Wednesday, December 7, 2011

The Dumbest Tax Break of Them All? - [In]Flexible [Health] Spending Accounts

(I wrote the below post last year, but since I just had to make my FSA declaration for the upcoming year, I thought I'd re-post it, since almost nothing has changed, and FSAs remain just as dumb and annoying as ever.)

How I feel about FSAs, except replace the money with my throat.

Disclaimer: I have a Flexible Spending Account (FSA), and it provides me with a nice tax break. However, based on my own experiences with FSAs, I have concluded that they are among the dumbest tax breaks ever passed into law, and in spite of the benefit I receive from them, FSAs should be abolished.

I'm reminded of a post over at Economix, which lays out the stupidity of FSAs:
  1. They are inequitable and unfair. FSAs exist entirely at the discretion of one's employer - whether or not you can have an FSA and how much money you can tax-shelter in the FSA are completely decided by who you work for. Furthermore, as of 2006, only about 6% of the U.S. workforce participated in FSAs (though probably about 3 times that many had access to an FSA and declined to participate). Most of the workers with access to FSAs are relatively well off, so like many tax breaks (I'm looking at you too, mortgage interest tax deduction), it shovels money to the middle and upper classes, giving the poor no opportunity to participate.
  2. They are administratively burdensome, creating lots of deadweight loss (it certainly decreased my consumer surplus, anyway). I can attest to this personally - the amount of paperwork involved in setting up an FSA and making a claim through an FSA is ridiculous, and like much of private U.S. health care administration, it seems primarily set up to provide jobs for claims processors rather than to maximize patients' health care outcomes.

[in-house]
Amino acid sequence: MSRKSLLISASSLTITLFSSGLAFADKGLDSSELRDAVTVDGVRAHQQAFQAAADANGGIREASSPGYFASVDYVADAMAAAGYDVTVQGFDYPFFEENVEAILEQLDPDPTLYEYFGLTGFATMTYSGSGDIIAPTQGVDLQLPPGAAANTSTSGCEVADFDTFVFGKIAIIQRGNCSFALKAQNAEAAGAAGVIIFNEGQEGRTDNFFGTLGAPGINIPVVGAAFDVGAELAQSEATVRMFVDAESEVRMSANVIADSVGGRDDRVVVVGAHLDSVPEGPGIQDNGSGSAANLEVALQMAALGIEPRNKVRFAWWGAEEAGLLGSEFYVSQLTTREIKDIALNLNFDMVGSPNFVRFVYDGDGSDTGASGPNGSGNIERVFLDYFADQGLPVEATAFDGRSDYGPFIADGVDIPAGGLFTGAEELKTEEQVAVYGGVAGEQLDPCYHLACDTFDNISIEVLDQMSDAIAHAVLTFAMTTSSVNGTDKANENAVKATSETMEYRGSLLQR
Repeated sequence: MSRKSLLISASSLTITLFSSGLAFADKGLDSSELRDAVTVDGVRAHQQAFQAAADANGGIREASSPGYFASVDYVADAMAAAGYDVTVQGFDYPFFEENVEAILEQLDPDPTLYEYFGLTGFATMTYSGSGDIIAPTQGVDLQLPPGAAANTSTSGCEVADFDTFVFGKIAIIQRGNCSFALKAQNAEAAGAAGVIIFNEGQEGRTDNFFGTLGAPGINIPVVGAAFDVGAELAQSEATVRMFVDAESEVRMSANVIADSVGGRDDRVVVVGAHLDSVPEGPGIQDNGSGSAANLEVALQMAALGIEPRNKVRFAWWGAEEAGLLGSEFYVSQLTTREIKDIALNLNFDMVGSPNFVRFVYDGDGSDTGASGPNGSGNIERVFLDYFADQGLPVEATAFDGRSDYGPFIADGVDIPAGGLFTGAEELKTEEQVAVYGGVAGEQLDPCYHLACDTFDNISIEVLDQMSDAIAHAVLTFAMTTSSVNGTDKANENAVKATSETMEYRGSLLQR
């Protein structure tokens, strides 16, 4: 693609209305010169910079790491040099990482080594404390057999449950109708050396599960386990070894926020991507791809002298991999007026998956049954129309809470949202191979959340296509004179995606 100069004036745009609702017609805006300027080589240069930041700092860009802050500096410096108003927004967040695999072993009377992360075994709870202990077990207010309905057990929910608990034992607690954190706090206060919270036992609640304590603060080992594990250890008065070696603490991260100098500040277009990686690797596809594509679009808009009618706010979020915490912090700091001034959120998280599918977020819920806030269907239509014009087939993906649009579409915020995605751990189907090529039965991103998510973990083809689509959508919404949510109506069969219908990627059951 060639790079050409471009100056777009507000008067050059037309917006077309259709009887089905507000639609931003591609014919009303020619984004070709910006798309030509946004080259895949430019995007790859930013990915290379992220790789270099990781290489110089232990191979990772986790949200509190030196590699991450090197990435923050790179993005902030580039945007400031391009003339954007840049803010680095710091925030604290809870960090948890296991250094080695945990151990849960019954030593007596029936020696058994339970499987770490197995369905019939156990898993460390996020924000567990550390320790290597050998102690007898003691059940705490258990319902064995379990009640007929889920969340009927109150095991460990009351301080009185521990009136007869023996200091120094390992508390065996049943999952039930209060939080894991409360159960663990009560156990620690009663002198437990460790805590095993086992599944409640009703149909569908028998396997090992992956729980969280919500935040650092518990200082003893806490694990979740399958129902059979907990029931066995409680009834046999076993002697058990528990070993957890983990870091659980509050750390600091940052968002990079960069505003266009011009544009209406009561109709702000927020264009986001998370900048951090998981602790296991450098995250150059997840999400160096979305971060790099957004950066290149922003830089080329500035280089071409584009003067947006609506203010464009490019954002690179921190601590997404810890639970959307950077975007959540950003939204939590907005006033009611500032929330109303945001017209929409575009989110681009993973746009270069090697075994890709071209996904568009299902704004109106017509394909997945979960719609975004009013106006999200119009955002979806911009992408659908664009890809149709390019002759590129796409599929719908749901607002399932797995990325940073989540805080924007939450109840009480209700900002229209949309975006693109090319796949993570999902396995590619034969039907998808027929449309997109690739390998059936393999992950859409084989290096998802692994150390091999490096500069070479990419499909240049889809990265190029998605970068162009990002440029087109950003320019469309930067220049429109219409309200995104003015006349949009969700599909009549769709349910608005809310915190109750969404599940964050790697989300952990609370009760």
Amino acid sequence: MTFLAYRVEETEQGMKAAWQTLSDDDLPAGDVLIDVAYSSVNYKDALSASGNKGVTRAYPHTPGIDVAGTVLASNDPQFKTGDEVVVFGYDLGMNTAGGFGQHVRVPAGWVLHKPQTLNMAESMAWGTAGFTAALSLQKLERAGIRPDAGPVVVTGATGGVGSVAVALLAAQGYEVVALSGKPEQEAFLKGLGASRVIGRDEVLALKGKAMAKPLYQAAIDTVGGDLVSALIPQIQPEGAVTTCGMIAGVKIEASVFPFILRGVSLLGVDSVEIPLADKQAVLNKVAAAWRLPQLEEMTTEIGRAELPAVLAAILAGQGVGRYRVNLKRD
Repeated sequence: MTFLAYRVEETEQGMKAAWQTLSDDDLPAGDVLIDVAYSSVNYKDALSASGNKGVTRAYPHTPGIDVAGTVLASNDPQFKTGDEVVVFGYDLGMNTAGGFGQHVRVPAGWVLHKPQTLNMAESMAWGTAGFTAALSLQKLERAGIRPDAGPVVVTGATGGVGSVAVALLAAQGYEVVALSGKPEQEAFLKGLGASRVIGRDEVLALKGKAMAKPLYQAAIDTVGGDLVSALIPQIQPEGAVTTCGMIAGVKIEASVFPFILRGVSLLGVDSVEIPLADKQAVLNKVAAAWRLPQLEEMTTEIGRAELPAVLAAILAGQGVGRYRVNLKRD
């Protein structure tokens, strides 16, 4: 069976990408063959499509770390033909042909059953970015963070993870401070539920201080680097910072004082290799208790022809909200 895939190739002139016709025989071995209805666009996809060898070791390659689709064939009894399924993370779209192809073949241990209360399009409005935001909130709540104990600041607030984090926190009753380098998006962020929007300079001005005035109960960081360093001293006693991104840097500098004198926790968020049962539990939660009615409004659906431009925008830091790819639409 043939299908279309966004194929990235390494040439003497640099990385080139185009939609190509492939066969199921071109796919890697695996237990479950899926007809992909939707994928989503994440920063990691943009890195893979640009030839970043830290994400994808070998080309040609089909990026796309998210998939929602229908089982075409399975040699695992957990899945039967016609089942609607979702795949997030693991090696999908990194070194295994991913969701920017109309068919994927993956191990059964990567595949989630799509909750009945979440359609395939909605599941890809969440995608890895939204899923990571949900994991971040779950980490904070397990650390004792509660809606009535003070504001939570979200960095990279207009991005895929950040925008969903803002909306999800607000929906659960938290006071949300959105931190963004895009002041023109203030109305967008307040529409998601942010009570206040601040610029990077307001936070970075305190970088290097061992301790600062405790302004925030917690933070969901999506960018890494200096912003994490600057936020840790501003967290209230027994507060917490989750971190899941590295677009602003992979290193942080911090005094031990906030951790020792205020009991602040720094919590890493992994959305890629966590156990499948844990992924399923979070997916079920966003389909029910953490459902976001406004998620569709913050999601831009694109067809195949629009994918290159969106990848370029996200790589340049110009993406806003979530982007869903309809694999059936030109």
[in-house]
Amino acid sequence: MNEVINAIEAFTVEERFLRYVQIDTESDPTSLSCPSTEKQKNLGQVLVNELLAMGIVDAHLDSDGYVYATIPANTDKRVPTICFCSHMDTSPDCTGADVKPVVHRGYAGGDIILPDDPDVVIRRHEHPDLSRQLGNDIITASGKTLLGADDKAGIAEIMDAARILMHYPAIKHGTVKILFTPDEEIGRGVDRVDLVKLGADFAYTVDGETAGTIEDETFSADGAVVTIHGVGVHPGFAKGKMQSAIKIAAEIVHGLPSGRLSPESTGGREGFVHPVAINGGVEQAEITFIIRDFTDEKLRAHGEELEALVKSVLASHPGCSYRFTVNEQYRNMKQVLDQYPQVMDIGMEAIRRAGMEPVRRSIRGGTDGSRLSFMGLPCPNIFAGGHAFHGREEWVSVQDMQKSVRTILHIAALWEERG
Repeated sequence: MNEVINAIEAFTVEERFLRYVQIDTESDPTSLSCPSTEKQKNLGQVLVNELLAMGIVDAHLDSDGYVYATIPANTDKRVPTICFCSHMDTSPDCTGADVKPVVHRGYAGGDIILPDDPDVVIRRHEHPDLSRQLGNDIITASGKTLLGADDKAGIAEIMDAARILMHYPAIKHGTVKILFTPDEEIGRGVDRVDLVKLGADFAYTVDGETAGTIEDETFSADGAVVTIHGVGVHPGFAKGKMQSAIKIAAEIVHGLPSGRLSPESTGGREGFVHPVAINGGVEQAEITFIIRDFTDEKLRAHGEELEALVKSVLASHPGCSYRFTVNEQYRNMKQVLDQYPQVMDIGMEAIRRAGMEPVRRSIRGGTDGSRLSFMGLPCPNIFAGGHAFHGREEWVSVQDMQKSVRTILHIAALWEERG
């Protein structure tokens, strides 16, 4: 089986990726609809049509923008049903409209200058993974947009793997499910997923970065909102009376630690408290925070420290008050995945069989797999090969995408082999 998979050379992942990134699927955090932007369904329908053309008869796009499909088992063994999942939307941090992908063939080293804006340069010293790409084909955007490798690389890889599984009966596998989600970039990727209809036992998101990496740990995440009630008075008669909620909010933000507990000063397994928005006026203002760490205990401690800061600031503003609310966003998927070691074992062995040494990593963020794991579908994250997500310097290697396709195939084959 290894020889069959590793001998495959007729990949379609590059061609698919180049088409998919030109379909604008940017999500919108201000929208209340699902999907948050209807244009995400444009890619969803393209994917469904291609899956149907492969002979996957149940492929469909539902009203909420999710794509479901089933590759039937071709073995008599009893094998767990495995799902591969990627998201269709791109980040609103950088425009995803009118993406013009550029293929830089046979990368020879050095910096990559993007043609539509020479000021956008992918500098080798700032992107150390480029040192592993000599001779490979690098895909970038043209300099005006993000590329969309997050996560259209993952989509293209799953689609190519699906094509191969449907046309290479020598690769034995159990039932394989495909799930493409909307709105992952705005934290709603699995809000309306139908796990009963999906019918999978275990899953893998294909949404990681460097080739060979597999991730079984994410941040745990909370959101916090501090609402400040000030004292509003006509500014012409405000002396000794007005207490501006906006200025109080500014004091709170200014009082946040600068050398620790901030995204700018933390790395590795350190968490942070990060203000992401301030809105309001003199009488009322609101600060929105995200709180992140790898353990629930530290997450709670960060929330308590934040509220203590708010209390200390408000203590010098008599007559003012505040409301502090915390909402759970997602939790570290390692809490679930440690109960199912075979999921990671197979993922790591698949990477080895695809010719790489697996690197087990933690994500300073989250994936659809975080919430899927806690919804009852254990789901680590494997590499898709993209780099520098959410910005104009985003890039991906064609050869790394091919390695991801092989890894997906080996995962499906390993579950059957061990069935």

3. They are inflationary. If you put money in an FSA, you have to spend it within the year that it's allocated, or you lose it. The Economix post author describes receiving (or "consuming") a colonoscopy on Christmas Eve that he otherwise would not have gotten, just to spend the unused money in his FSA before he lost it. As Economix notes, the use-it-or-lose-it provision "annually unleashes the year-end scramble by Americans to spend down the balances in their accounts, most commonly on eyeglasses and marginal medical supplies, or on sundry elective medical procedures." Also, they let Americans consume health care tax-free, which leads Americans to consume too much health care.
  4. They piss everyone off. Between the administrative burden, the pressure to spend all the money in your account, and the general lunacy surrounding FSAs, they're super annoying to participate in - but if you have an FSA available to you (like I do), I feel a pressure to use it anyway, since otherwise I'm throwing money away (as long as I can calculate my yearly health care spending with relative accuracy a year in advance).
The health care reform did not eliminate FSAs, as advocated by the Economix author, but it did place further restrictions on FSAs and placed a cap on the amount of funds people could contribute to FSAs, and it used the savings from these restrictions to pay for health care coverage for the poor - so, not a good solution, but it's a start, at least. Of course, the Republicans want to undo these restrictions as part of their plan to defund the health care reform law.

As one MIT economist put it:
Is it really so bad to pay for insurance for our lowest-income citizens by removing a tax break for our middle- and upper-income citizens that they use to buy aspirin and glasses?
Let's hope the Republicans fail, and perhaps in the next round of health care reform, we'll be able to get rid of FSAs once and for all.

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